The Supreme Court holds that a post-trial settlement that does not amend an underlying judgment does not eliminate the “favorable termination” element of a malicious prosecution action.
Debra Christoffers sued her employer, Siebel Systems, Inc. (SSI) and the company’s chief executive officer, Thomas M. Siebel for employment claims, alleging eight causes of action against Siebel individually. The first six were disposed of by demurrer, summary adjudication, or voluntary dismissal before trial. Christoffers failed to prove her claims against Seibel at trial, and he was awarded costs. Christoffers settled with Siebel, but the settlement specifically preserved Siebel’s claims against Christoffer’s attorneys, Richard Buell and Carol Mittlesteadt. Siebel then sued Buell and Mittlesteadt for malicious prosecution, alleging they pursued sex discrimination claims merely to force a settlement. The trial court granted summary judgment ruling that Siebel could not prove malicious prosecution because there had been no favorable termination.
The Supreme Court noted that to establish a cause of action for malicious prosecution, a plaintiff must demonstrate that the prior action (1) was initiated by or at the direction of the defendant and legally terminated in the plaintiff’s favor, (2) was brought without probable cause, and (3) was initiated with malice. Although malicious prosecution actions are disfavored, this principle will not defeat a legitimate cause of action or be the basis for new limitations without support in principle or authority on the substantive right.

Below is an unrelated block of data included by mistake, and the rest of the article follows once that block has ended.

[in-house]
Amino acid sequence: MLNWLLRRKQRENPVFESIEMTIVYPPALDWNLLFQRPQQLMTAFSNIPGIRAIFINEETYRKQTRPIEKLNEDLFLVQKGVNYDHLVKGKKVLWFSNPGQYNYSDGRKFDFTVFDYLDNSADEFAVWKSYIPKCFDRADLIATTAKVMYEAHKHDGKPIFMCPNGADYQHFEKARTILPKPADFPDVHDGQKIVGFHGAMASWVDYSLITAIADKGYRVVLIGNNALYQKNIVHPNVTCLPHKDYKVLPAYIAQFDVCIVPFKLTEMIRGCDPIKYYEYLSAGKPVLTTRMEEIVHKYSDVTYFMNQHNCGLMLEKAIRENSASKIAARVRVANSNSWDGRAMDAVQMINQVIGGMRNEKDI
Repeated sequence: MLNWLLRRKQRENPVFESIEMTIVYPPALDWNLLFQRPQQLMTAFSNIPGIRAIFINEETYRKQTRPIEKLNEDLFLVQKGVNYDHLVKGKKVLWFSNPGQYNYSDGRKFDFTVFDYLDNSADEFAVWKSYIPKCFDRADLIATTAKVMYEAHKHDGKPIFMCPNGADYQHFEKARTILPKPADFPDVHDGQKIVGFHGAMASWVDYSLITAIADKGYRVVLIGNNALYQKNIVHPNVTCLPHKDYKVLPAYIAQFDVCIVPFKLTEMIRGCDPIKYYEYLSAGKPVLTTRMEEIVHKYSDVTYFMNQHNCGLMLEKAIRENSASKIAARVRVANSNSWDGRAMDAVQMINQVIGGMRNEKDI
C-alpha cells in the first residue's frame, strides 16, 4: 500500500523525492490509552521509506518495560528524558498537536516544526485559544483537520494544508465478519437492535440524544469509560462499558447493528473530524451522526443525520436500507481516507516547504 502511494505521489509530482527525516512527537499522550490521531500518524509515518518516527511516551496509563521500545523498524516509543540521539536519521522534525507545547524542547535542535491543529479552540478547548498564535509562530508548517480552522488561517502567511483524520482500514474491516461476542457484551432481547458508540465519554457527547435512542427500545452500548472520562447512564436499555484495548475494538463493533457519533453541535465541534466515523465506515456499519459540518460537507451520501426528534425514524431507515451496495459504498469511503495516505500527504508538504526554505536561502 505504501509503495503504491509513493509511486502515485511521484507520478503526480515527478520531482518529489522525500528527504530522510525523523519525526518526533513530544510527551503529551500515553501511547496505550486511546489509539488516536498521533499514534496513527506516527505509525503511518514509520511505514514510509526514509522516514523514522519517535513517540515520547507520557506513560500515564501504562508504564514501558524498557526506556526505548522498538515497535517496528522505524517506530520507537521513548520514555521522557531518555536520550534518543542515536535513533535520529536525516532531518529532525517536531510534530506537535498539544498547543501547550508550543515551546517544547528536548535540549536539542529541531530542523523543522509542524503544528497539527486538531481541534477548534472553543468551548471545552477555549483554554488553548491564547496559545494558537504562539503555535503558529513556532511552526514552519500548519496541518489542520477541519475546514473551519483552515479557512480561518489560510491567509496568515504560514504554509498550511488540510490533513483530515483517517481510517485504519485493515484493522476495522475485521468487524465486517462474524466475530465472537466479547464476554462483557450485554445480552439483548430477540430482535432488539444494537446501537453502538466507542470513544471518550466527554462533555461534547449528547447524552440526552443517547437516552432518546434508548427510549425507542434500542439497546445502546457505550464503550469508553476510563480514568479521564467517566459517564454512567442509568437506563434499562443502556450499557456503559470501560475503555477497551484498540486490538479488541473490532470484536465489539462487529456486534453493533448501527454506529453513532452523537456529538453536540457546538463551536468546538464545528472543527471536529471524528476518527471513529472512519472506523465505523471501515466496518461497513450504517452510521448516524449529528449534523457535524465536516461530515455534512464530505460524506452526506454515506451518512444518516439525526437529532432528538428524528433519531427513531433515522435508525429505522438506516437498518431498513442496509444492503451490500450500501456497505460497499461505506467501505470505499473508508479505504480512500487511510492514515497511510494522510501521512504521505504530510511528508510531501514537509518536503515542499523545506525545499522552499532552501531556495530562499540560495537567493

The Court examined precedent that held that a statement in a post-trial settlement agreement to the effect that a party prevailed in litigation could not preserve a malicious prosecution action because the litigation terminated as the result of the parties’ agreement and not based on the merits of the action. In the prior case the parties agreed to a new disposition and an amended judgment, not the jury verdict, ended the litigation. Siebel and Christoffers accepted different rights and obligations between themselves, but did not stipulate to a new judgment, and allowed the existing judgment to become final.
The Supreme Court disagreed that the element of favorable termination is eliminated whenever both sides give up something of value to resolve a matter. Otherwise a malicious prosecution would be foreclosed whenever a case is resolved by agreement. That would run counter to the policy favoring negotiated dispositions and bar legitimate malicious prosecution actions.
Siebel received a favorable judgment on the merits of the claims brought against him. The subsequent settlement did not amend the judgment on the merits as it related to Siebel, and he should not be penalized for reaching a settlement in the underlying action.
Cases discussing pre-trial settlements are inapposite, because a pretrial settlement obviates an adjudicated judgment on the merits. Nor was the Court persuaded that allowing Siebel to pursue his action would allow a defendant in an underlying action to implement a strategy to divide plaintiffs from their attorney, thereby discouraging settlements, increasing malicious prosecution actions, and disrupting the attorney-client relationship. The Court reasoned that their decision will facilitate positive outcomes by allowing for resolution of disputes among litigants on mutually satisfactory terms and will discourage litigation by reaffirming the policy in favor of non-frivolous actions. Neither the attorney-client relationship nor effective advocacy will be impeded where the attorney provides sound counsel and does not encourage baseless lawsuits.
Comment: Although a malicious prosecution action still faces strict requirements, the Court is not inclined to entirely eliminate this tort.